Where to buy DSLR Cameras in Seoul

26 07 2010

If you are thinking of buying a camera, then Seoul offers lot of options. Yongsan could be one of them but I’d strongly recommend you against buying your camera from Yongsan, preferably if you are planning to buy a DSLR camera.

Why not Yongsan?
Simply put, I have heard stories from my friends that they rip foreigners for all their money’s worth. Well, that could be an exaggeration, but they are not ‘foreigner friendly’. One of my friend who recently bought a camera from Yongsan had a hard time exchanging it on finding his piece slightly defective. He had to call in the cops to get it exchanged.

So where do I buy one?
Hyosung Camera. It is near Namdaemun Market – Gate 8 / Gate 2  (or  Hoehyeon Station, exit 5).  If you come out of Gate 8 of Namdaemun Market then walk towards your right and if you come out of gate 2 then walk left and you will see various shops lined up with cameras and lenses for sale as candies… It would be slightly difficult to locate Hyosung Camera amongst so many camera shops as all these shops would be shouting Canon, Nikon, Olympic, Sony out of their hoardings. But then look down and the moment you spot a black walk mat saying “English Service Available”, just walk in. Bingo! that is your shop.

Why Hyosung Camera?
One, because it is popular amongst the foreign community for its reliability. They are loyal to their customers. And two, they offer their services in English. Buying camera involves a lot of decision making and you would need someone to guide you for making your purchasing decision. That is where Paul Baek comes in. The moment you walk in Hyosung Camera you can ask for Paul. Paul has good knowledge about cameras and will give you sound knowledge to help you chose the right camera for your needs. Also, they offer top notch after sales services. So just in case if your camera turns out faulty they would more than glad to get it serviced for you.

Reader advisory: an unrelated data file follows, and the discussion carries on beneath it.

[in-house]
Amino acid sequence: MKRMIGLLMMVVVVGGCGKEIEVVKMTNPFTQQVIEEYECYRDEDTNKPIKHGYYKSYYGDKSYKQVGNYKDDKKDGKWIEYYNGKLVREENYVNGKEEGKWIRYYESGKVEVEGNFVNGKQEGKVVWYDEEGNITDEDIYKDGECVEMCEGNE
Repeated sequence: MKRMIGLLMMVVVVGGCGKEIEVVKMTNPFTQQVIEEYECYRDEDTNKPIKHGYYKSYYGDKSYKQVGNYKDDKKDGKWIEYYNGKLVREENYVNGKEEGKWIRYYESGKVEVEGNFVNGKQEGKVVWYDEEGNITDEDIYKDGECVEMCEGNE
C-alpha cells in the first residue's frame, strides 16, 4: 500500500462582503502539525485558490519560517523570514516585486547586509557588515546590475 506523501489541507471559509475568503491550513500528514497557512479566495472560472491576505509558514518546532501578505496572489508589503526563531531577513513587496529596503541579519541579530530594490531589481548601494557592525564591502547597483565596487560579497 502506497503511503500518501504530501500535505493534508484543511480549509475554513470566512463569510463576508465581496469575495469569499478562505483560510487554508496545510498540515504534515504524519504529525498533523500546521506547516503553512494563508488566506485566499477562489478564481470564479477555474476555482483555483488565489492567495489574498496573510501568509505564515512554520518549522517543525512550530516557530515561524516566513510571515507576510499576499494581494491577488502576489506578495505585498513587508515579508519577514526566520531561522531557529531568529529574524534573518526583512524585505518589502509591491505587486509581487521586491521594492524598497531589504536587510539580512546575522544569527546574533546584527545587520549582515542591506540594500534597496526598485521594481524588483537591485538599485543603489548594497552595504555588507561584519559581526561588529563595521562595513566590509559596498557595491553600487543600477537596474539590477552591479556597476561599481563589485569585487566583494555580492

You can reach Paul Baek at 010-2059-0698 and this is their website in Korea if it helps:

My article in AsiaMag.

21 07 2010

Some time back I had written this article on Why Indians speak better English than Koreans. This article generated both curiosity and agitation amongst the native English Teachers.  And some did put across their views on my blog. Brian shared it too on his blog which was a great honor for me. And now it is also published on, which is an online magazine about Asian people and their perspectives.

You can read the above article on the asiamag website here.

Thanks Vivienne from Asia Mag for publishing my article on your website. 🙂

Can Indians teach English?

14 06 2010

Yes, Definitely!

Its not that we can.. but we do…

But there are many a native speakers who have certain misconceptions or doubts about Indians and their ability to teach English.  And I do not blame them because they are more or less speaking from their experience or their interaction with the Indians they have met so far.

But a mere percentage of Indians one would meet would not represent the whole of India. With this article I would like to clarify that there is more to India than meets the eye.

So what are those misconceptions…

“If I wanted to learn Chinese, I’d much rather learn it from someone who grew up in China (even if they were white!) than from someone who studied it in school for a couple of years.”